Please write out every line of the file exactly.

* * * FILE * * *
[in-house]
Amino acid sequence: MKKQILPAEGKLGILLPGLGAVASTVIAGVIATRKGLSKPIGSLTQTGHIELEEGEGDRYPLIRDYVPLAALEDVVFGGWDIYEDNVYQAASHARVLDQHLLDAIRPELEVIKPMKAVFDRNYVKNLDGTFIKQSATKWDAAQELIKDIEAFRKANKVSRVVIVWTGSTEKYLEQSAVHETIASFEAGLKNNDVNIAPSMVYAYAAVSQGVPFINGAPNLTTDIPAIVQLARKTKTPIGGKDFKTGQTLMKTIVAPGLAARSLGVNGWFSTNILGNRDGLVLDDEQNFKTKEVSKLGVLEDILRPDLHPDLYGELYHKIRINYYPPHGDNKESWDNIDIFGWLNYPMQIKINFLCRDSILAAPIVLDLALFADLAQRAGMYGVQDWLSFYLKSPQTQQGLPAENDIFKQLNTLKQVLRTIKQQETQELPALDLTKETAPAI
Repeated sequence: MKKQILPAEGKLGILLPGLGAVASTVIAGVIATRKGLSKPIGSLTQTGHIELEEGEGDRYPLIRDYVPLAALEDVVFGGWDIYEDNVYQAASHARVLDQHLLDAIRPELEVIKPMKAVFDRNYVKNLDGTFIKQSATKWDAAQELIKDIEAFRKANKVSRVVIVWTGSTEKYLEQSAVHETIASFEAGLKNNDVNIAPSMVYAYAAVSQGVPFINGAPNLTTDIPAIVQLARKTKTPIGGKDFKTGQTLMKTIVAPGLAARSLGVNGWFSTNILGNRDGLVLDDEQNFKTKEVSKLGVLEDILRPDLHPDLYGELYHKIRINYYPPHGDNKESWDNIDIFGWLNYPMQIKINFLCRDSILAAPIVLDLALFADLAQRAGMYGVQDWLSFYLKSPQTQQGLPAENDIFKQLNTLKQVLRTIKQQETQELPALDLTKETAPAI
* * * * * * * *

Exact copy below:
[in-house]
Amino acid sequence: MKKQILPAEGKLGILLPGLGAVASTVIAGVIATRKGLSKPIGSLTQTGHIELEEGEGDRYPLIRDYVPLAALEDVVFGGWDIYEDNVYQAASHARVLDQHLLDAIRPELEVIKPMKAVFDRNYVKNLDGTFIKQSATKWDAAQELIKDIEAFRKANKVSRVVIVWTGSTEKYLEQSAVHETIASFEAGLKNNDVNIAPSMVYAYAAVSQGVPFINGAPNLTTDIPAIVQLARKTKTPIGGKDFKTGQTLMKTIVAPGLAARSLGVNGWFSTNILGNRDGLVLDDEQNFKTKEVSKLGVLEDILRPDLHPDLYGELYHKIRINYYPPHGDNKESWDNIDIFGWLNYPMQIKINFLCRDSILAAPIVLDLALFADLAQRAGMYGVQDWLSFYLKSPQTQQGLPAENDIFKQLNTLKQVLRTIKQQETQELPALDLTKETAPAI
Repeated sequence: MKKQILPAEGKLGILLPGLGAVASTVIAGVIATRKGLSKPIGSLTQTGHIELEEGEGDRYPLIRDYVPLAALEDVVFGGWDIYEDNVYQAASHARVLDQHLLDAIRPELEVIKPMKAVFDRNYVKNLDGTFIKQSATKWDAAQELIKDIEAFRKANKVSRVVIVWTGSTEKYLEQSAVHETIASFEAGLKNNDVNIAPSMVYAYAAVSQGVPFINGAPNLTTDIPAIVQLARKTKTPIGGKDFKTGQTLMKTIVAPGLAARSLGVNGWFSTNILGNRDGLVLDDEQNFKTKEVSKLGVLEDILRPDLHPDLYGELYHKIRINYYPPHGDNKESWDNIDIFGWLNYPMQIKINFLCRDSILAAPIVLDLALFADLAQRAGMYGVQDWLSFYLKSPQTQQGLPAENDIFKQLNTLKQVLRTIKQQETQELPALDLTKETAPAI